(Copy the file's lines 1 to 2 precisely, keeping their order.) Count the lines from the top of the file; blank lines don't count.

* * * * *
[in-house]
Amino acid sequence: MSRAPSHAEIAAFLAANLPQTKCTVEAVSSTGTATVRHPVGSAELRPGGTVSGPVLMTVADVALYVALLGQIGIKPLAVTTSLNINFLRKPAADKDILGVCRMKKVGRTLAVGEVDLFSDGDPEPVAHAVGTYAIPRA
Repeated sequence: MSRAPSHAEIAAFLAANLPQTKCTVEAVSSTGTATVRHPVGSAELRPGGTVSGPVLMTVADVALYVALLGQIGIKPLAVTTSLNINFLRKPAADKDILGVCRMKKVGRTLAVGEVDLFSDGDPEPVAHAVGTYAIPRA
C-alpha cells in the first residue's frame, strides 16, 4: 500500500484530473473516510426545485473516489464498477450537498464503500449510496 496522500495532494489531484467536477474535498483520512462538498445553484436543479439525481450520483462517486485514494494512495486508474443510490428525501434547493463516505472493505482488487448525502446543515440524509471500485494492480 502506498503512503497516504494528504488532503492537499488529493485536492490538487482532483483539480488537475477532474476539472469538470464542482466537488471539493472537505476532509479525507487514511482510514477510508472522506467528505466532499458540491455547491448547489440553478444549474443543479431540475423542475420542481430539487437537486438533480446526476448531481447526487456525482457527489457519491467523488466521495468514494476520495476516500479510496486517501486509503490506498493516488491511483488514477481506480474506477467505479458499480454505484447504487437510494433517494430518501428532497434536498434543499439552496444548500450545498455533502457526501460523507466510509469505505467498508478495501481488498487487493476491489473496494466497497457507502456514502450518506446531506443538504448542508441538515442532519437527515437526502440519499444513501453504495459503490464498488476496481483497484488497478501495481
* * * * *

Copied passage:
[in-house]
Amino acid sequence: MSRAPSHAEIAAFLAANLPQTKCTVEAVSSTGTATVRHPVGSAELRPGGTVSGPVLMTVADVALYVALLGQIGIKPLAVTTSLNINFLRKPAADKDILGVCRMKKVGRTLAVGEVDLFSDGDPEPVAHAVGTYAIPRA